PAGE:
MESSy Methods of Communication

crowds, gatchaman crowds, gatchaman, gatchaman crowds op, white ash- CROWDS, MESS

The words you wove is, “We are not alone.”
Instead of retreating in fear, go! Together like birds,
I have to fight them and go to the distance.
Towards the grinding sound
You go there, we fly there,
The words you wove is, “We are not alone.”
Weak yet strong, we are all ourselves in this world.
I have to fight them and go to the distance.
These feelings free me,
You go there, where they call,
go! The crowds are calling my name.

-White Ash, “Crowds,” Gatchaman Crowds opening song.

Gatchaman Crowds continues its focus on how different forms of communication influence our ability to organize ourselves into varying structures of power. The two primary organizations vieing for our attention, and control over the masses, in Gatchaman Crowds are the traditional vertical structure of established government – additionally, established superheroes like the G-Crew – and the diffused crowd-sourcing methods of GALAX. While others have touched upon this from a more technical standpoint, I’m going to focus a bit on the social and personal.

Human beings certainly have problems communicating with each other, don’t they? We have a myriad of methods that allow us to understand each other, but all too often, we still can’t get it right.

Presumably, what Hajime Ichinose believes in is not the structure of a traditional vertical society, nor the democratized power of crowd-sourcing, but the “good” found in human nature. She takes pride in the people in her city, and although she has made some powerful friends by social standards, she doesn’t trust in them because of the positions they have been given – in fact, one could say that she rarely sees position at all – instead, choosing to believe in the intangible quality of “doing what’s right.” When she asks her friend the fire chief whether he would save the world, she trusts that he would, not because of his position as fire chief, but the fact that she believes him to be a good person.

Therefore, it’s also telling that Hajime is unconcerned with the idea of a murderous alien but rather what he says: the destruction of the world will be their fault. While Jou Hibiki immediately wants to jump back into fighting him, and Sugune Tachibana would gladly follow Jou, his senior, Hajime’s thoughts stall not on the alien’s presence, but rather his words. Believing in the good in others, she is most worried by the fact that the alien ultimately attributes humanity’s impending destruction to humanity itself. To her, this is the key to overcoming whatever problem they may face, not the specific words of “Go up in a big, red, blaze.” as O.D. and Paiman are focusing on.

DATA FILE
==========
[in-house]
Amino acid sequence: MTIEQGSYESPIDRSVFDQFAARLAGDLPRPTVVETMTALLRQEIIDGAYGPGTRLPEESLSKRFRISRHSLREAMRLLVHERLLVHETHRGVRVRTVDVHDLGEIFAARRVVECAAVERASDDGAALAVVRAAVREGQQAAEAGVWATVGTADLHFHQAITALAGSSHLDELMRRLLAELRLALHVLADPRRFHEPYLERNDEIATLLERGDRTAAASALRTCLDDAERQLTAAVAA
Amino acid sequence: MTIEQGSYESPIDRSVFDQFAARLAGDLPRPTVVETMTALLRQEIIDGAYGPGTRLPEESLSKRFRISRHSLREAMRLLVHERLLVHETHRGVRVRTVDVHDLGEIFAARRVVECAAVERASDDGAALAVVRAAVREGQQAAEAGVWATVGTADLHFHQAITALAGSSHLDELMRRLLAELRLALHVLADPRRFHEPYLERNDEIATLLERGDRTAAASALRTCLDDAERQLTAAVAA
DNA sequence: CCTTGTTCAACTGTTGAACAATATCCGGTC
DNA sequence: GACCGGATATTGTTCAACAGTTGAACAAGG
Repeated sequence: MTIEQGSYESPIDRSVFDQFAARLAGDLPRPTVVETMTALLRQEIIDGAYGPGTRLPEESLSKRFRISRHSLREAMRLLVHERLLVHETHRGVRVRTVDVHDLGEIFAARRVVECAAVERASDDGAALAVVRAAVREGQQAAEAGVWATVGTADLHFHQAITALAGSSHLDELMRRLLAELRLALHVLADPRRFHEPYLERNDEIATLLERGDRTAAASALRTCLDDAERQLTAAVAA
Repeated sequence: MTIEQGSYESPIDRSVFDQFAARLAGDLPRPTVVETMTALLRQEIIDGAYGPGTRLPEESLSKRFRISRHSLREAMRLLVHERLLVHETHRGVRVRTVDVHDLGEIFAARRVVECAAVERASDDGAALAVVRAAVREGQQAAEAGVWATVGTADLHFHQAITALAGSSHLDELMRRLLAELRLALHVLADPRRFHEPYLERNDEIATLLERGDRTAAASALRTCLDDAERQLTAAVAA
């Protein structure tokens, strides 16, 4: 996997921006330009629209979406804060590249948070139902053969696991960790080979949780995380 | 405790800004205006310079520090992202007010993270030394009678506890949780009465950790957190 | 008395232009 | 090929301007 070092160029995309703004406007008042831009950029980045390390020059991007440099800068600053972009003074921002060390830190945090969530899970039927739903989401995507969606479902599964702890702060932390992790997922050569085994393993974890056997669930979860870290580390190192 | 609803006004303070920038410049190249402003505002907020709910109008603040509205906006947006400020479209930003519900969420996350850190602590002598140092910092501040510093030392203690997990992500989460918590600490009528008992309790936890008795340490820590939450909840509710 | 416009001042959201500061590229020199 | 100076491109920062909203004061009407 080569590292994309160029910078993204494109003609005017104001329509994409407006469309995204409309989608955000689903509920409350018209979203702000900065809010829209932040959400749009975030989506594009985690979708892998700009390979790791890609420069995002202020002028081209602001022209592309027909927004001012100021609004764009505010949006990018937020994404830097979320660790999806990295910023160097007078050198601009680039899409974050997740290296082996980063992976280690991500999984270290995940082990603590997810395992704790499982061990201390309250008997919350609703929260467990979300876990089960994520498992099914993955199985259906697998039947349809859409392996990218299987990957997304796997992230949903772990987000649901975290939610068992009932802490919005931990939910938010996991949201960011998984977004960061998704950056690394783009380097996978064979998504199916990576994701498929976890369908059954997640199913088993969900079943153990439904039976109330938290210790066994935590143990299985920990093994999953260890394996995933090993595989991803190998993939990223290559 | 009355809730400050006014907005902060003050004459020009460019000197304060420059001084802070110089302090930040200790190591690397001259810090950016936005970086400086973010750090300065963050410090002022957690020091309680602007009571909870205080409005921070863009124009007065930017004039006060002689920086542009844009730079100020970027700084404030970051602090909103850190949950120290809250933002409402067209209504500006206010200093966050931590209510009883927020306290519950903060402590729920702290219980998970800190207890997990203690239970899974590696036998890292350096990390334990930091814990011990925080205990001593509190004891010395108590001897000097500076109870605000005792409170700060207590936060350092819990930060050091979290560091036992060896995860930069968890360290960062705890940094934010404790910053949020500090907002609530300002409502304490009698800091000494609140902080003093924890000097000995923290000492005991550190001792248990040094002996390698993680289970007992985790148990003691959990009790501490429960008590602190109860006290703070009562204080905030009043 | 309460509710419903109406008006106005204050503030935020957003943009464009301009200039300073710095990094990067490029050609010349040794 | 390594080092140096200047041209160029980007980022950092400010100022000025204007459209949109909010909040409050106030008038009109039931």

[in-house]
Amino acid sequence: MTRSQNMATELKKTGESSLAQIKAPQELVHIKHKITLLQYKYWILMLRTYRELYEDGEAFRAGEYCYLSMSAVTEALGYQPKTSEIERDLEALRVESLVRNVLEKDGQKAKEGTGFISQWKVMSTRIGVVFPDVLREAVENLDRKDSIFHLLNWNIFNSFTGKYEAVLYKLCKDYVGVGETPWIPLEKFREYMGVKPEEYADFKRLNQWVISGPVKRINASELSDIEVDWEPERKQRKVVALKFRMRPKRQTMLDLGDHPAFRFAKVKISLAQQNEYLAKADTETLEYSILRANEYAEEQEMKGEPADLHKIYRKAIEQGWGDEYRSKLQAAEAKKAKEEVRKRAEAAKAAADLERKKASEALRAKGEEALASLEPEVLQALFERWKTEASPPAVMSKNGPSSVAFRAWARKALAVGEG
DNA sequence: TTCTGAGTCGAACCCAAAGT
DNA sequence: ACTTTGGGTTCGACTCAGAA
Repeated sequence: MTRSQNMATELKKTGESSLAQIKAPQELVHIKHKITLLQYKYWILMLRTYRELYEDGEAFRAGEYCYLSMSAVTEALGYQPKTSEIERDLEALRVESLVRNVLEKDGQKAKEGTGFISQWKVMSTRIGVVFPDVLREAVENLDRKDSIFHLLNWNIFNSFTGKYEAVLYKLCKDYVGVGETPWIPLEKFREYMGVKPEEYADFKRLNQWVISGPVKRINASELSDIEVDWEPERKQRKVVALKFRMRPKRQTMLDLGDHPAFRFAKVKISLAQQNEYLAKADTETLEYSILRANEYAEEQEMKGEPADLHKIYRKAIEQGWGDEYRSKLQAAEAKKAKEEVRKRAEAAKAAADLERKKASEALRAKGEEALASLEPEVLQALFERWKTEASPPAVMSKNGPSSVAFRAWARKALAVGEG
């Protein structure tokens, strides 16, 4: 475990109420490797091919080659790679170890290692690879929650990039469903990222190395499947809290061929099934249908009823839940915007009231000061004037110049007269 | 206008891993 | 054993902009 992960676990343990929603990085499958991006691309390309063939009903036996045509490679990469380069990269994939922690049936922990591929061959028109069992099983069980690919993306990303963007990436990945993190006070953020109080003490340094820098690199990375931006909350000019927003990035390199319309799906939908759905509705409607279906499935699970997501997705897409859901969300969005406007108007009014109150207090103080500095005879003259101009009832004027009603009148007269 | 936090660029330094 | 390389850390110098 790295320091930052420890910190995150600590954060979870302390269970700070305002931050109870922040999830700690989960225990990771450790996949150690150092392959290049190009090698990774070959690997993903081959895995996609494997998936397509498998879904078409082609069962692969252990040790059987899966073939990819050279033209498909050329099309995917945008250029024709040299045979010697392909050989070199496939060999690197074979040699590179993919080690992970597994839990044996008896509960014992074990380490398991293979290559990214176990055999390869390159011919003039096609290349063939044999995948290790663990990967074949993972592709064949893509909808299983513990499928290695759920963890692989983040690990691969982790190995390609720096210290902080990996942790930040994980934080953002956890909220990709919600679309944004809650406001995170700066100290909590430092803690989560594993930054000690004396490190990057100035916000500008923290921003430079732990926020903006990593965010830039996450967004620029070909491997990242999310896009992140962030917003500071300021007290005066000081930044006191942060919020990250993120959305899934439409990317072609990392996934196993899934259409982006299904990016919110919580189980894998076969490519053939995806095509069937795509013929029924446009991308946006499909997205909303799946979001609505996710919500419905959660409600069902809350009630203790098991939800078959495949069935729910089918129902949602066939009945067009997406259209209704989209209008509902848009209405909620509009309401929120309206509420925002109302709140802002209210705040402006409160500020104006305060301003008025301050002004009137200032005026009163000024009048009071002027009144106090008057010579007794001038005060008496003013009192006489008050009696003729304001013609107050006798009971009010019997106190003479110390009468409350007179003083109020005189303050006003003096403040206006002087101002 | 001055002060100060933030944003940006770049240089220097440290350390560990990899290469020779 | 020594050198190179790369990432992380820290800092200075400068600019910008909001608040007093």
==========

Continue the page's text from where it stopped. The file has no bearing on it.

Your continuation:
Hajime’s problem is that she’s unable to communicate what she feels or thinks at any given time. While emotionally insightful, she lacks the ability to make others understand exactly what she is trying to say. This is demonstrated beautifully in the fourth episode, during her conversation with Utsutsu. It’s obvious that she picks up on Utsutsu’s frustration at being unable to touch others for fear of injuring them – to the point where Hajime is shown sympathizing with the fact that it would make Utsutsu so frustrated that she would think on hurting others – however, Hajime is unable to communicate without using imprecise language like, “I’m happy no matter what!” and, “It’s all okay!” Utsutsu, who would be less-inclined to believe Hajime regardless, presumably due to her past experiences with others, completely walls herself off from Hajime following Hajime’s words, in spite of the fact that she is later shown to be affected by them.